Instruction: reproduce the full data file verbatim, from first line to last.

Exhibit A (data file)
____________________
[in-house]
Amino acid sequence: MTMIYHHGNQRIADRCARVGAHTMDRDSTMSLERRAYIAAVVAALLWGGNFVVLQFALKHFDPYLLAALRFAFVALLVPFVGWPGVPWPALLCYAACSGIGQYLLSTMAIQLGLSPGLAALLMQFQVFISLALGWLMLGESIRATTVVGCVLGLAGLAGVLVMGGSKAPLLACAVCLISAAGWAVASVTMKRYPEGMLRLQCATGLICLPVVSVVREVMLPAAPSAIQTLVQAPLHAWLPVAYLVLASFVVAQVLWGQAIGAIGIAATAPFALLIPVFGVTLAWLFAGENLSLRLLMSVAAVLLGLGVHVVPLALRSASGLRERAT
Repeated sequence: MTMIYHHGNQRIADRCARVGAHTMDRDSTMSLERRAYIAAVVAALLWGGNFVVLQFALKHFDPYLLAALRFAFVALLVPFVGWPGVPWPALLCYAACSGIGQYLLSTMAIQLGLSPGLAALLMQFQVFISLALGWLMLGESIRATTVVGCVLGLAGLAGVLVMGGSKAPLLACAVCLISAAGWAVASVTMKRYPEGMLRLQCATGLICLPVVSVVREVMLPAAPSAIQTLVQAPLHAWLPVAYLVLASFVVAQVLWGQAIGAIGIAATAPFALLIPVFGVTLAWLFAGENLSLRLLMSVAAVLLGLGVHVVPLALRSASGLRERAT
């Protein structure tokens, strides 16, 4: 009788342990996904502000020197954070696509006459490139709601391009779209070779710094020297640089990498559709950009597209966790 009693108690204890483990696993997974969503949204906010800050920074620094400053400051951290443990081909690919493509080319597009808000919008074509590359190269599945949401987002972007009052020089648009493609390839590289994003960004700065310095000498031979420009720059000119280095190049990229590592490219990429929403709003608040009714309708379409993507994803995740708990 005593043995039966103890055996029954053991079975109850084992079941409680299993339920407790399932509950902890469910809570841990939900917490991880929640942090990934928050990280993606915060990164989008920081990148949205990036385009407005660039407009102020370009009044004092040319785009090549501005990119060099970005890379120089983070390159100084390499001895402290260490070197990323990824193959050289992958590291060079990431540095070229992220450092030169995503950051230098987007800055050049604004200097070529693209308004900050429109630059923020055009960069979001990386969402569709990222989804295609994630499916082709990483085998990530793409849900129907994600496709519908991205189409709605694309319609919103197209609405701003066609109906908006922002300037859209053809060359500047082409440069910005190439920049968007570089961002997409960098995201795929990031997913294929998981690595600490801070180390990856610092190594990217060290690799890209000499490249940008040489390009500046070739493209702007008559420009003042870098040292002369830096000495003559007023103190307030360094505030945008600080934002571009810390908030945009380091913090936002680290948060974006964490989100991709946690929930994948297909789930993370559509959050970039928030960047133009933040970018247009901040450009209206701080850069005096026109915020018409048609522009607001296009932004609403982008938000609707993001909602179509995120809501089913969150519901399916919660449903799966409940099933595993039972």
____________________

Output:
[in-house]
Amino acid sequence: MTMIYHHGNQRIADRCARVGAHTMDRDSTMSLERRAYIAAVVAALLWGGNFVVLQFALKHFDPYLLAALRFAFVALLVPFVGWPGVPWPALLCYAACSGIGQYLLSTMAIQLGLSPGLAALLMQFQVFISLALGWLMLGESIRATTVVGCVLGLAGLAGVLVMGGSKAPLLACAVCLISAAGWAVASVTMKRYPEGMLRLQCATGLICLPVVSVVREVMLPAAPSAIQTLVQAPLHAWLPVAYLVLASFVVAQVLWGQAIGAIGIAATAPFALLIPVFGVTLAWLFAGENLSLRLLMSVAAVLLGLGVHVVPLALRSASGLRERAT
Repeated sequence: MTMIYHHGNQRIADRCARVGAHTMDRDSTMSLERRAYIAAVVAALLWGGNFVVLQFALKHFDPYLLAALRFAFVALLVPFVGWPGVPWPALLCYAACSGIGQYLLSTMAIQLGLSPGLAALLMQFQVFISLALGWLMLGESIRATTVVGCVLGLAGLAGVLVMGGSKAPLLACAVCLISAAGWAVASVTMKRYPEGMLRLQCATGLICLPVVSVVREVMLPAAPSAIQTLVQAPLHAWLPVAYLVLASFVVAQVLWGQAIGAIGIAATAPFALLIPVFGVTLAWLFAGENLSLRLLMSVAAVLLGLGVHVVPLALRSASGLRERAT
């Protein structure tokens, strides 16, 4: 009788342990996904502000020197954070696509006459490139709601391009779209070779710094020297640089990498559709950009597209966790 009693108690204890483990696993997974969503949204906010800050920074620094400053400051951290443990081909690919493509080319597009808000919008074509590359190269599945949401987002972007009052020089648009493609390839590289994003960004700065310095000498031979420009720059000119280095190049990229590592490219990429929403709003608040009714309708379409993507994803995740708990 005593043995039966103890055996029954053991079975109850084992079941409680299993339920407790399932509950902890469910809570841990939900917490991880929640942090990934928050990280993606915060990164989008920081990148949205990036385009407005660039407009102020370009009044004092040319785009090549501005990119060099970005890379120089983070390159100084390499001895402290260490070197990323990824193959050289992958590291060079990431540095070229992220450092030169995503950051230098987007800055050049604004200097070529693209308004900050429109630059923020055009960069979001990386969402569709990222989804295609994630499916082709990483085998990530793409849900129907994600496709519908991205189409709605694309319609919103197209609405701003066609109906908006922002300037859209053809060359500047082409440069910005190439920049968007570089961002997409960098995201795929990031997913294929998981690595600490801070180390990856610092190594990217060290690799890209000499490249940008040489390009500046070739493209702007008559420009003042870098040292002369830096000495003559007023103190307030360094505030945008600080934002571009810390908030945009380091913090936002680290948060974006964490989100991709946690929930994948297909789930993370559509959050970039928030960047133009933040970018247009901040450009209206701080850069005096026109915020018409048609522009607001296009932004609403982008938000609707993001909602179509995120809501089913969150519901399916919660449903799966409940099933595993039972």